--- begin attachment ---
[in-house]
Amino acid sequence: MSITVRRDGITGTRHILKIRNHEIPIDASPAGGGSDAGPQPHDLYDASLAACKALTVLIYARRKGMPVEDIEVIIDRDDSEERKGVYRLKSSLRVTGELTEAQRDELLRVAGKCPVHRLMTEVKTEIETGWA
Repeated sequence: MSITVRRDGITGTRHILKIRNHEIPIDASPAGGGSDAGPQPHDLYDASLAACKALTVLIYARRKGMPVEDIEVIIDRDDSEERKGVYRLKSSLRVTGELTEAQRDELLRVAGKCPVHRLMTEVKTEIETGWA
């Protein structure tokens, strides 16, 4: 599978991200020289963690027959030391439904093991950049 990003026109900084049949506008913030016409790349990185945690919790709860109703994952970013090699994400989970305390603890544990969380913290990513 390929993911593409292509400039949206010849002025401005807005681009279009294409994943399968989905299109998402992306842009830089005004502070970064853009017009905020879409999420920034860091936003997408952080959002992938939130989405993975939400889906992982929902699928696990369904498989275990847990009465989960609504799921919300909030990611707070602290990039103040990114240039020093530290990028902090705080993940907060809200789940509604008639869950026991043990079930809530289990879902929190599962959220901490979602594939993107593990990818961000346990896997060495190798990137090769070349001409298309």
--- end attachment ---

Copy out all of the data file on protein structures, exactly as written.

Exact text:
[in-house]
Amino acid sequence: MSITVRRDGITGTRHILKIRNHEIPIDASPAGGGSDAGPQPHDLYDASLAACKALTVLIYARRKGMPVEDIEVIIDRDDSEERKGVYRLKSSLRVTGELTEAQRDELLRVAGKCPVHRLMTEVKTEIETGWA
Repeated sequence: MSITVRRDGITGTRHILKIRNHEIPIDASPAGGGSDAGPQPHDLYDASLAACKALTVLIYARRKGMPVEDIEVIIDRDDSEERKGVYRLKSSLRVTGELTEAQRDELLRVAGKCPVHRLMTEVKTEIETGWA
């Protein structure tokens, strides 16, 4: 599978991200020289963690027959030391439904093991950049 990003026109900084049949506008913030016409790349990185945690919790709860109703994952970013090699994400989970305390603890544990969380913290990513 390929993911593409292509400039949206010849002025401005807005681009279009294409994943399968989905299109998402992306842009830089005004502070970064853009017009905020879409999420920034860091936003997408952080959002992938939130989405993975939400889906992982929902699928696990369904498989275990847990009465989960609504799921919300909030990611707070602290990039103040990114240039020093530290990028902090705080993940907060809200789940509604008639869950026991043990079930809530289990879902929190599962959220901490979602594939993107593990990818961000346990896997060495190798990137090769070349001409298309």